CPTPP: challenges and opportunities for Vietnam’s livestock sector hinh anh 1Illustrative image (Source: VNA)

Hanoi (VNA) - Due to the poor competitiveness of livestock products, Vietnam’s breeding industry will be significantly impacted by the Comprehensive and Progressive Agreement for Trans-Pacific Partnership (CPTPP), according to experts.

Pork, beef and milk are the products set to be the most influenced by the trade deal.

According to former head of the Department of Animal Husbandry under the Ministry of Agriculture and Rural Development (MARD) Hoang Thanh Van, although many efforts have been made to improve quality, Vietnamese livestock products still have to struggle to compete with imported products.

When the CPTPP takes effect, beef and milk products from Australia and New Zealand, and pork and chicken from Canada are forecast to enter Vietnam market in large volume. This could change consumption trends in Vietnam, causing an effect on the domestic livestock sector.

Another barrier to Vietnam’s livestock sector is that production still depends on imported materials, especially those for producing animal feed and breeding animals.

Vietnam imports breeding cows from Australia and swans from France,wheat from Russia, Australia and Canada, and corn from Argentine and Brazil.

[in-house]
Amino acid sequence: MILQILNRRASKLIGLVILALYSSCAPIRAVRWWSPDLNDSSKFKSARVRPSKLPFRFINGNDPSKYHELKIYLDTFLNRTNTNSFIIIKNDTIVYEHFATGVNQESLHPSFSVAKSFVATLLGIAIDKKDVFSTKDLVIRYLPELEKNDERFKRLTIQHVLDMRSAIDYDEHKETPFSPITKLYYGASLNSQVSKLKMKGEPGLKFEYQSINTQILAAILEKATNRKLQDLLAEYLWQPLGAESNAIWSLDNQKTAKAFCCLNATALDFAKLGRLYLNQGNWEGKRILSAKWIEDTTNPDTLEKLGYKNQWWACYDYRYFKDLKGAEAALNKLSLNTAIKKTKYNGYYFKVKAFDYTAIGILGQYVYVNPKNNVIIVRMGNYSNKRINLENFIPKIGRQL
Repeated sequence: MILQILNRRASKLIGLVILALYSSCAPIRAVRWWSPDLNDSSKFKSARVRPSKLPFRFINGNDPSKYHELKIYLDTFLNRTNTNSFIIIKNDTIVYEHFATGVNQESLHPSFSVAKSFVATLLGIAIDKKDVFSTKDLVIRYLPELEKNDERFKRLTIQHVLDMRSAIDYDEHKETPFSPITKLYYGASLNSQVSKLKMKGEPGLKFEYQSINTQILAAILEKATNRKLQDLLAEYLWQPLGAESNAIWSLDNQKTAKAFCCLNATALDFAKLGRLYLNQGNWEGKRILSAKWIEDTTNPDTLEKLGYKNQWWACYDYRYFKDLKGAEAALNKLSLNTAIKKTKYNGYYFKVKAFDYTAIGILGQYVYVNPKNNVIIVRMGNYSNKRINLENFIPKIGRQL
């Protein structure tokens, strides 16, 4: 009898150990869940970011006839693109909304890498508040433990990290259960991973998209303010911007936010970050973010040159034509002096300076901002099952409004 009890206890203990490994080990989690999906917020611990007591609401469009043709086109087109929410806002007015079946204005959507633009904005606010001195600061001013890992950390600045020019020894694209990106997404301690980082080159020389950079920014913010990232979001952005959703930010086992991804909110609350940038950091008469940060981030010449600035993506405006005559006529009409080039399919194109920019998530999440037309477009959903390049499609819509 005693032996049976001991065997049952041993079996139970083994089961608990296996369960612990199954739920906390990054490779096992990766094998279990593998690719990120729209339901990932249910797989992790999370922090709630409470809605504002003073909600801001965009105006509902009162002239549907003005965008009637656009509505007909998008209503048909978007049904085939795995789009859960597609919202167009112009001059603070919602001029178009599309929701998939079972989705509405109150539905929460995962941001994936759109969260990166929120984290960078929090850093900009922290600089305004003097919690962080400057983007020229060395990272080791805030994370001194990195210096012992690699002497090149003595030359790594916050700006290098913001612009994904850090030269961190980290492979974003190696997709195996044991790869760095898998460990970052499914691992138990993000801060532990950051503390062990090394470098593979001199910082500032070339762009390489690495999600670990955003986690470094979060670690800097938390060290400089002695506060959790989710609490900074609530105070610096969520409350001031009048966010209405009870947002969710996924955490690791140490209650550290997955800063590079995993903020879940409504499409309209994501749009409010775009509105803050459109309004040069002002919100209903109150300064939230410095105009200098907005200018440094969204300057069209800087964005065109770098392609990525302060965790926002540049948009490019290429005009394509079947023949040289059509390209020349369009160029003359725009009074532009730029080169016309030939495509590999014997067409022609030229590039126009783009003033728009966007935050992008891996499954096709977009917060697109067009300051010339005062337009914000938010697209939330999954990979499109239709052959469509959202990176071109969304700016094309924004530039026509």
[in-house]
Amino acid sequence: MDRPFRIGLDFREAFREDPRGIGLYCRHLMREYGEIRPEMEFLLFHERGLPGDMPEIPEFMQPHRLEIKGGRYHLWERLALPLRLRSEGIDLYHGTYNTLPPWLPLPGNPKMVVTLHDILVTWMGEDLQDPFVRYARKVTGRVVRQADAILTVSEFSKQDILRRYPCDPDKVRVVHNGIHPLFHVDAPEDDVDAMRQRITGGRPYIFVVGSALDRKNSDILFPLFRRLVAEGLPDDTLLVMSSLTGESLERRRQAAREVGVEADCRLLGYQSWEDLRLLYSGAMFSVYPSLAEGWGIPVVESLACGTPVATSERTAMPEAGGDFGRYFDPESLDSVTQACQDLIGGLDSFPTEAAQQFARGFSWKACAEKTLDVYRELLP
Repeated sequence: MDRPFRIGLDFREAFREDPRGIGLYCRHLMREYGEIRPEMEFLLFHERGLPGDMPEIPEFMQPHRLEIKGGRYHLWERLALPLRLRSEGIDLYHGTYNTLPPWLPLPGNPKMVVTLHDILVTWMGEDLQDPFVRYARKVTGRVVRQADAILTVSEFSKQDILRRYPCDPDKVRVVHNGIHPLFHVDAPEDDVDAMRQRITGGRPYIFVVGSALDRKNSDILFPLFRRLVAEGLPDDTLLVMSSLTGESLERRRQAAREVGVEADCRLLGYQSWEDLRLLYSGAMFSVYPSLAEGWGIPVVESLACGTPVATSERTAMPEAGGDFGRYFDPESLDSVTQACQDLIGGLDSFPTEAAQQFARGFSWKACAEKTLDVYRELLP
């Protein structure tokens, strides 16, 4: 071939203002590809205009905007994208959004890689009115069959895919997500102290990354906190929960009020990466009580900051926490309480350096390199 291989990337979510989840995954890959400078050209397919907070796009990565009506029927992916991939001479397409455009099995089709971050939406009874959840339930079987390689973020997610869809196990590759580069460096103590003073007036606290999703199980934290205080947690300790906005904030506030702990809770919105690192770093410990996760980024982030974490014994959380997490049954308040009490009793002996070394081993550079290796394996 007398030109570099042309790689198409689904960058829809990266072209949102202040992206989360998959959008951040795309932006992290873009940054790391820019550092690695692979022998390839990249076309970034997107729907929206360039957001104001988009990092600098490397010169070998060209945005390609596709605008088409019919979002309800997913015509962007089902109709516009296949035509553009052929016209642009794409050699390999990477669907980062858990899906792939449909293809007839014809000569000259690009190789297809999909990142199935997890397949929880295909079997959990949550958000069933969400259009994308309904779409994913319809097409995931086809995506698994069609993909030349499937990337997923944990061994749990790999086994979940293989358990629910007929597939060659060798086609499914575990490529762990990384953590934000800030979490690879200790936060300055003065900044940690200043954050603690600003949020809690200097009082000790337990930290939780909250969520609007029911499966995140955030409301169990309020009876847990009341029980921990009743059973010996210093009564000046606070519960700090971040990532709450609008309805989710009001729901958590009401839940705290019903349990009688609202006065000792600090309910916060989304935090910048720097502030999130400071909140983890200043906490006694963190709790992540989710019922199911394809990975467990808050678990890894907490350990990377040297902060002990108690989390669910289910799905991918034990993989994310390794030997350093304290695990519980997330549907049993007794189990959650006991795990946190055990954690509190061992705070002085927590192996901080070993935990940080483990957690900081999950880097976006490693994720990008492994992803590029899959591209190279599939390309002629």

The MARD said the import value of animal feed and materials reached 3.2 billion USD in the first 10 months of 2018, up 17.4 percent against the same period last year. Meanwhile, export value of livestock products reached only 455 million USD.

The CPTPP also includes strict regulations on disease-safe lifestock areas. The most demanding markets such as Japan, Chile and Singapore are applying strict technical barriers for imported livestock products.

Vietnam has only 50 areas (at the district level) and 1,092 livestock production units with disease safety certificates, below the country’s target.

However, experts said the CPTPP would also bring opportunities to the sector.

It will help enhance the management capacity of domestic firms, thus improving competitiveness for their products.

Vietnam will become more attractive to foreign investors, especially those operating in the livestock industry. Many domestic and foreign firms are seeking to invest in the field.

Experts said the sector insiders should pay attention to developing products not subject to high competition, while building long-term strategies for the sector.

They suggested the expansion of linked chain breeding models to enhance connections among enterprises, farms and cooperatives to make origin tracing easy and to encourage enterprises to apply high technologies in the industry.

Firms have been advised to seek more markets for livestock products.

Vietnam currently exports processed chicken to Japan, frozen pork to Malaysia and salted duck eggs and quail eggs to Singapore and Australia. However, the turnover of these products is limited.-VNA